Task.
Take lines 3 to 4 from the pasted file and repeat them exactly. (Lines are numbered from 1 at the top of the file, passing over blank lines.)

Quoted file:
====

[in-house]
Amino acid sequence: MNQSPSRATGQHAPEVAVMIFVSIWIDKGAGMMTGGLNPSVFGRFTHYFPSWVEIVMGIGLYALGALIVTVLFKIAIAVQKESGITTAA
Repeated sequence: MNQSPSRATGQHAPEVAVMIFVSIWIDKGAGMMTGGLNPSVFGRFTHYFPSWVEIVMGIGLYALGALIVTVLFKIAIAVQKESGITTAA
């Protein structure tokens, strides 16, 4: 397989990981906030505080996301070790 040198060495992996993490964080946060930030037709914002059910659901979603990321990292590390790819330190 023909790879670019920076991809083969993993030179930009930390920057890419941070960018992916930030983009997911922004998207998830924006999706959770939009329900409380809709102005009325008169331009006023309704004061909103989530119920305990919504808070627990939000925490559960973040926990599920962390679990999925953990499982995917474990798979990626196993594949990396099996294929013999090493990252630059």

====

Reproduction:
Repeated sequence: MNQSPSRATGQHAPEVAVMIFVSIWIDKGAGMMTGGLNPSVFGRFTHYFPSWVEIVMGIGLYALGALIVTVLFKIAIAVQKESGITTAA
């Protein structure tokens, strides 16, 4: 397989990981906030505080996301070790 040198060495992996993490964080946060930030037709914002059910659901979603990321990292590390790819330190 023909790879670019920076991809083969993993030179930009930390920057890419941070960018992916930030983009997911922004998207998830924006999706959770939009329900409380809709102005009325008169331009006023309704004061909103989530119920305990919504808070627990939000925490559960973040926990599920962390679990999925953990499982995917474990798979990626196993594949990396099996294929013999090493990252630059």